The Reformation now grew more quickly. The midland counties of Forfar, Fife, the Lothians and Ayr had few places where there were not followers of the Reformation. They had as yet no preachers, but they met in such places and at such times, as circumstances permitted, for their mutual edification. The most pious of their number was appointed to read the Scriptures, to exhort and to offer up prayer. They were of all classes — nobles, barons, burgesses, and peasants. They felt the necessity of order in their meetings and purity in their lives; and with this in mind they chose elders to watch over their morals, promising subjection to them. Thus gradually, stage by stage, they approached the outward organisation of a Church; and it is interesting to note that in the Reformed Church of Scotland elders came before ministers, just as they did in the early Church.

Knox was called back to Scotland by his friends, and on the advice of Calvin and others he started his journey home, only to find letters from the same lords at Dieppe, backtracking on their invitation. He wrote to them but got no reply, so he returned to Geneva where he wrote a great deal, including ‘First Blast of the Trumpet against the Monstrous Regiment of Women.’ He basically said that women should not be in positions of authority. This was aimed primarily at Mary of England, who had been so cruel in her persecution of Protestants, several of them Knox’s friends. Knox expected a storm to come at him over this publication and he was right. He was attacked from all sides, losing several friends at the same time. If he had waited a few months before publishing he may have cancelled it, because Mary died and Elizabeth came to the throne. Elizabeth really resented the publication and never forgave Knox for writing it. It was undoubtedly a mistake, and he knew it as he cancelled his plan to write a second and third ‘Trumpet Blast’. Knox was also one of the contributors to the ‘Geneva Bible’, which became the most popular Bible of its time. It was hatred of this Bible, due to it not supporting Episcopacy, that James VI of Scotland and I of England arranged for a new Bible to be produced, the ‘King James Version’.

On December 3rd, Argyle, the lords Knox had written to, Glencairn, Morton, Erskine of Dun and a great number of influential and earnest men in Edinburgh signed a Covenant promising continually to apply their whole power, substance, and their very lives to maintain, set forward, and establish the most blessed word of God and his congregation, and to forsake and renounce the congregation of Satan with all the superstitions, abominations, idolatry thereof, and to declare themselves manifestly enemies thereto. These lords again wrote to Knox, asking him to return; this time he did, arriving in Edinburgh in May 1559.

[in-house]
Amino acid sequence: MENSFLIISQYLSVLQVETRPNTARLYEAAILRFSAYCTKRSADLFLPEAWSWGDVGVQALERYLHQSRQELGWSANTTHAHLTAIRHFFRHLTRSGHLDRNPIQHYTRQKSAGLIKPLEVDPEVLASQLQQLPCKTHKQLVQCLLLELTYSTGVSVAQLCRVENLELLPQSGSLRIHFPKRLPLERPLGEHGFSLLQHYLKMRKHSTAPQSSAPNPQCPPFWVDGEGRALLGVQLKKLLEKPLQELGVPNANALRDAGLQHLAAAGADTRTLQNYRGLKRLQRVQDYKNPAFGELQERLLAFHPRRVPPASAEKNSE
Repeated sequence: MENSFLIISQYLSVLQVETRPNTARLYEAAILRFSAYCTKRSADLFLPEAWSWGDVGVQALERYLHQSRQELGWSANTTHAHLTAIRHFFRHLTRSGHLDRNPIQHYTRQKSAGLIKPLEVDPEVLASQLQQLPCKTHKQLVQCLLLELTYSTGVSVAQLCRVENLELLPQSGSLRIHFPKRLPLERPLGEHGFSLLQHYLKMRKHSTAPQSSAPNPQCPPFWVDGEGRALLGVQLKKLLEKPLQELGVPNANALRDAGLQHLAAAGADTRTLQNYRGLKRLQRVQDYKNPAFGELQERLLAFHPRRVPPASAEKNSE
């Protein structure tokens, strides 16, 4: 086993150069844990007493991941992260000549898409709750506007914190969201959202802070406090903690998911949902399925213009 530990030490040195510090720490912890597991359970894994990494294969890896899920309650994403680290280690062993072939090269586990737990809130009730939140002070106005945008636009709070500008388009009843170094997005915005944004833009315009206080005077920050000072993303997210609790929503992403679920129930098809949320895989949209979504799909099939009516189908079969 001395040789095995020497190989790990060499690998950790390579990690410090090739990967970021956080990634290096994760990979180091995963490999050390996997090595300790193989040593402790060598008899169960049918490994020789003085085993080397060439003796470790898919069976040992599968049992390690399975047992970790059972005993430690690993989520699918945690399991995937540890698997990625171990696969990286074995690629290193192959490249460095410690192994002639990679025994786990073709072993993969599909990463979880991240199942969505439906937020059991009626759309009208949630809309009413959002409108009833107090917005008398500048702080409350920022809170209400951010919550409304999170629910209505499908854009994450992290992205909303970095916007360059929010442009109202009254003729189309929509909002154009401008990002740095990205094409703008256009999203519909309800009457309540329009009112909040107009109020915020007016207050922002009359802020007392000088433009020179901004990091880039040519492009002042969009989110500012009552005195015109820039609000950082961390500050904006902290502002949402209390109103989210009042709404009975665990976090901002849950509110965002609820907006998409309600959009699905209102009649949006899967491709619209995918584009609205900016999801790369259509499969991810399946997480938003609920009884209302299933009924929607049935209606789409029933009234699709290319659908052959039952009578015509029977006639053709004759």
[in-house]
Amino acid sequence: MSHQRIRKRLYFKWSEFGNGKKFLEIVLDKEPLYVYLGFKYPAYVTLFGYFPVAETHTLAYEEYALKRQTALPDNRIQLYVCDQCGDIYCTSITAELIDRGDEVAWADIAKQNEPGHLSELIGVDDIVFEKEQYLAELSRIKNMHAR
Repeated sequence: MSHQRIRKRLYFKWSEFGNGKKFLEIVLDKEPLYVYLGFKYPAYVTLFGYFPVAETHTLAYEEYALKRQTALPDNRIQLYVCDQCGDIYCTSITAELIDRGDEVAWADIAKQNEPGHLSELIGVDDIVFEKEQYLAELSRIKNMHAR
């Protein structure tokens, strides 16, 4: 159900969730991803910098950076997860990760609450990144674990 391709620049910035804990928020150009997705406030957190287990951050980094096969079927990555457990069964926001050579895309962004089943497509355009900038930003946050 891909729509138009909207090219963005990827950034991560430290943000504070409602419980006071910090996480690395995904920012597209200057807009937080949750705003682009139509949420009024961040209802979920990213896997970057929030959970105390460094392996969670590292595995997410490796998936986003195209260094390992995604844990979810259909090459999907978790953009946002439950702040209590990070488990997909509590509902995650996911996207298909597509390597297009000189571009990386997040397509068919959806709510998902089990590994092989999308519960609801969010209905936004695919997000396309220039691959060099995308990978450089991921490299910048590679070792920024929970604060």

The Archbishop of St Andrews tried to negotiate with the reformers, but having failed he resorted to persecution, arresting an 81 year old man for heresy. Walter Miln was a priest who wandered too near to St Andrews, was arrested, tried on April 20th and burned at the stake on April 28th. The Scottish Church realised that it was in trouble, so a provincial Synod met for a year to come up with some reforms. The results were that clergy immorality should cease, that clergy should dress properly; bishops should preach at least four times a year and priests more often if possible. These measures were clearly inadequate to appeal to the reformers. Shortly before Knox’s arrival, the regent issued a proclamation prohibiting all persons from preaching or dispensing the Sacraments without authority from the bishops. Four (Paul Methven, John Christison, William Harlow, and John Willock) reformed preachers disobeyed. The Regent, on learning this, summoned them to appear before her at Stirling on the 10th of May and answer to a charge of heresy and rebellion. At the same time France and Spain had concluded a peace and formed a league for the suppression of the Reformation by force of arms. The French Queen Regent was formulating plans to have French soldiers occupy Scotland. This was a pivotal time for the Reformation, and in walked John Knox. A messenger came to the provincial council, which was meeting, to say that Knox had arrived. The meeting broke up in disarray, a sign of what even the name of Knox could do. A message was sent to the Regent in Glasgow and Knox was declared a rebel and outlaw.

Knox was the man sent by God to lead the Reformation. His devotion and zeal, now fully matured in the school of suffering; his sincerity and uprightness; his magnanimity and courage; his skill in theological debate, and his political insight, in which he excelled all living Scotsmen; the confidence and hope with which he was able to inspire his fellow-countrymen; and the terror in which the prelates stood of his very name, all marked him out as the chosen instrument for his country’s deliverance. The result was very much in doubt. Half the nobles, the church and the Highlands were for Catholicism; and of the half of the nobles who supported the Reformation most, were more interested in personal gain than faith. The greatest support for the Reformation came from the merchants and traders.

Knox went to join the four preachers at Perth, before going on to Stirling. A large band of men from Dundee and Angus also came to Perth to support the preachers. John Erskine went ahead to assure the Regent that the men came in peace, but she panicked, telling Erskine that the men did not need to appear before her. Erskine returned to tell the men to go home, but the Regent was lying again, and as soon as nobody showed for the trial, the four were outlawed. On hearing the news Knox preached a powerful sermon at St John’s, Perth, denouncing lies and the idolatry of the mass. After the service, a monk very unadvisedly celebrated mass. A boy threw a stone at the monk; it missed, hitting and breaking an image and a riot ensued, where everything in the church was destroyed. Others joined in, destroying three monasteries in the town. It had not been Knox’s sermon that had brought about the destruction, but the lies and perfidy of the Regent and the Catholic party.